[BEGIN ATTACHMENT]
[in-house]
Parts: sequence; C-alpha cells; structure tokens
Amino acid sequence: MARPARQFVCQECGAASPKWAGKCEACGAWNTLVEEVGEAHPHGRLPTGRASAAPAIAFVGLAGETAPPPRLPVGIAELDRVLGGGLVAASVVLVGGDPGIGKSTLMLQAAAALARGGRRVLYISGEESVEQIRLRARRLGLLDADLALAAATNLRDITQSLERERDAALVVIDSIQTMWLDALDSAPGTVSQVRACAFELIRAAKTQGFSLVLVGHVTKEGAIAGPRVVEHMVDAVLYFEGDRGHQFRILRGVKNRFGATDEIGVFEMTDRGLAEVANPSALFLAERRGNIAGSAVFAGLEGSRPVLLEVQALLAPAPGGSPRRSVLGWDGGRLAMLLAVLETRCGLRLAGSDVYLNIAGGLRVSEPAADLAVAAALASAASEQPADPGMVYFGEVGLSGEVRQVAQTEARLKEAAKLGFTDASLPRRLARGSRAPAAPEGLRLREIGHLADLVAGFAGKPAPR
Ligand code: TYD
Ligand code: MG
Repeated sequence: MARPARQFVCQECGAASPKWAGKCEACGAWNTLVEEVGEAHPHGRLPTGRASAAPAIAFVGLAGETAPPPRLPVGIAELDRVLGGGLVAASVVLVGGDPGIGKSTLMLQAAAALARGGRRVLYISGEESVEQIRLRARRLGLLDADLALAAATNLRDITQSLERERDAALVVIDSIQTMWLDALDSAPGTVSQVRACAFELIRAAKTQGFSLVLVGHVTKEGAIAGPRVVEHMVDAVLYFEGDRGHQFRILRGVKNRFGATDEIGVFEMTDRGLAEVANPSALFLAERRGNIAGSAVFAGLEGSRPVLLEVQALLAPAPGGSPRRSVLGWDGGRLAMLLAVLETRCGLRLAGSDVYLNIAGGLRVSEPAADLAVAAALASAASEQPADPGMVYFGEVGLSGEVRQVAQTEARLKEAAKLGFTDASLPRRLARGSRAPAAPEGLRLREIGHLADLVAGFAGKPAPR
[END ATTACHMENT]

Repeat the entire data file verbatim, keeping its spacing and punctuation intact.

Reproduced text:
[in-house]
Parts: sequence; C-alpha cells; structure tokens
Amino acid sequence: MARPARQFVCQECGAASPKWAGKCEACGAWNTLVEEVGEAHPHGRLPTGRASAAPAIAFVGLAGETAPPPRLPVGIAELDRVLGGGLVAASVVLVGGDPGIGKSTLMLQAAAALARGGRRVLYISGEESVEQIRLRARRLGLLDADLALAAATNLRDITQSLERERDAALVVIDSIQTMWLDALDSAPGTVSQVRACAFELIRAAKTQGFSLVLVGHVTKEGAIAGPRVVEHMVDAVLYFEGDRGHQFRILRGVKNRFGATDEIGVFEMTDRGLAEVANPSALFLAERRGNIAGSAVFAGLEGSRPVLLEVQALLAPAPGGSPRRSVLGWDGGRLAMLLAVLETRCGLRLAGSDVYLNIAGGLRVSEPAADLAVAAALASAASEQPADPGMVYFGEVGLSGEVRQVAQTEARLKEAAKLGFTDASLPRRLARGSRAPAAPEGLRLREIGHLADLVAGFAGKPAPR
Ligand code: TYD
Ligand code: MG
Repeated sequence: MARPARQFVCQECGAASPKWAGKCEACGAWNTLVEEVGEAHPHGRLPTGRASAAPAIAFVGLAGETAPPPRLPVGIAELDRVLGGGLVAASVVLVGGDPGIGKSTLMLQAAAALARGGRRVLYISGEESVEQIRLRARRLGLLDADLALAAATNLRDITQSLERERDAALVVIDSIQTMWLDALDSAPGTVSQVRACAFELIRAAKTQGFSLVLVGHVTKEGAIAGPRVVEHMVDAVLYFEGDRGHQFRILRGVKNRFGATDEIGVFEMTDRGLAEVANPSALFLAERRGNIAGSAVFAGLEGSRPVLLEVQALLAPAPGGSPRRSVLGWDGGRLAMLLAVLETRCGLRLAGSDVYLNIAGGLRVSEPAADLAVAAALASAASEQPADPGMVYFGEVGLSGEVRQVAQTEARLKEAAKLGFTDASLPRRLARGSRAPAAPEGLRLREIGHLADLVAGFAGKPAPR